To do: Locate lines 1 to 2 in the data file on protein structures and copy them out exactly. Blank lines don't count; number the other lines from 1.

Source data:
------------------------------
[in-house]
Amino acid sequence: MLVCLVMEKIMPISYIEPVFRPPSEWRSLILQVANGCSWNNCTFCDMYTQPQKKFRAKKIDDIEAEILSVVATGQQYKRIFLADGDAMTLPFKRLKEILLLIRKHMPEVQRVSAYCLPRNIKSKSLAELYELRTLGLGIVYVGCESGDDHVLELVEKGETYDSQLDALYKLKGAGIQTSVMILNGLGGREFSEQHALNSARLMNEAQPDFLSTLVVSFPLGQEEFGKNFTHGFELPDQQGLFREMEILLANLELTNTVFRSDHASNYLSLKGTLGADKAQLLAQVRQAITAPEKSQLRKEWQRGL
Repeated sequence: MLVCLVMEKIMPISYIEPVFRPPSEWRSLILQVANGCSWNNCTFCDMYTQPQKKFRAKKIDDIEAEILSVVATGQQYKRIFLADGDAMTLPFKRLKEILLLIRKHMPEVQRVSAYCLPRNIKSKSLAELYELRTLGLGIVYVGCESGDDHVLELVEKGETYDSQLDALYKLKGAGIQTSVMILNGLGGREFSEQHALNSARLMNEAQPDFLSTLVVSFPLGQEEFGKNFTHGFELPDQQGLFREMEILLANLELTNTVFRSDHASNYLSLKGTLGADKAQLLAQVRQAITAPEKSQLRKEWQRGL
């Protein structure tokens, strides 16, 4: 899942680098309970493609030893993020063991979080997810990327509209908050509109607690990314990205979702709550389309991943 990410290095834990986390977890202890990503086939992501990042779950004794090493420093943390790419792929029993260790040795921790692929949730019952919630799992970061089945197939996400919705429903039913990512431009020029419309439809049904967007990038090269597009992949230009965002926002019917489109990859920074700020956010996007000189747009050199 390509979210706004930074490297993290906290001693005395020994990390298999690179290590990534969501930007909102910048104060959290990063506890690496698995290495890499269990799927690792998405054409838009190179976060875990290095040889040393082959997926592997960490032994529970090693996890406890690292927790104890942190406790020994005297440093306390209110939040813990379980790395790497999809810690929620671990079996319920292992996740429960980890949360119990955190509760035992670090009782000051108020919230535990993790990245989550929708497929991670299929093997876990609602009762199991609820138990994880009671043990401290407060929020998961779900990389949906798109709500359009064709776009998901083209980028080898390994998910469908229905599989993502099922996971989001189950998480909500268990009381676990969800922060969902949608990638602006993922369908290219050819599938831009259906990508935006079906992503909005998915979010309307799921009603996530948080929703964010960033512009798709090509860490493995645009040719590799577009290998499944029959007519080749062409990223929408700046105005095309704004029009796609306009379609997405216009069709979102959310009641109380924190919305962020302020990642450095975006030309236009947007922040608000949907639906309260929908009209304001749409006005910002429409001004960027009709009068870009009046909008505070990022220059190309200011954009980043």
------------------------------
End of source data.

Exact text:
[in-house]
Amino acid sequence: MLVCLVMEKIMPISYIEPVFRPPSEWRSLILQVANGCSWNNCTFCDMYTQPQKKFRAKKIDDIEAEILSVVATGQQYKRIFLADGDAMTLPFKRLKEILLLIRKHMPEVQRVSAYCLPRNIKSKSLAELYELRTLGLGIVYVGCESGDDHVLELVEKGETYDSQLDALYKLKGAGIQTSVMILNGLGGREFSEQHALNSARLMNEAQPDFLSTLVVSFPLGQEEFGKNFTHGFELPDQQGLFREMEILLANLELTNTVFRSDHASNYLSLKGTLGADKAQLLAQVRQAITAPEKSQLRKEWQRGL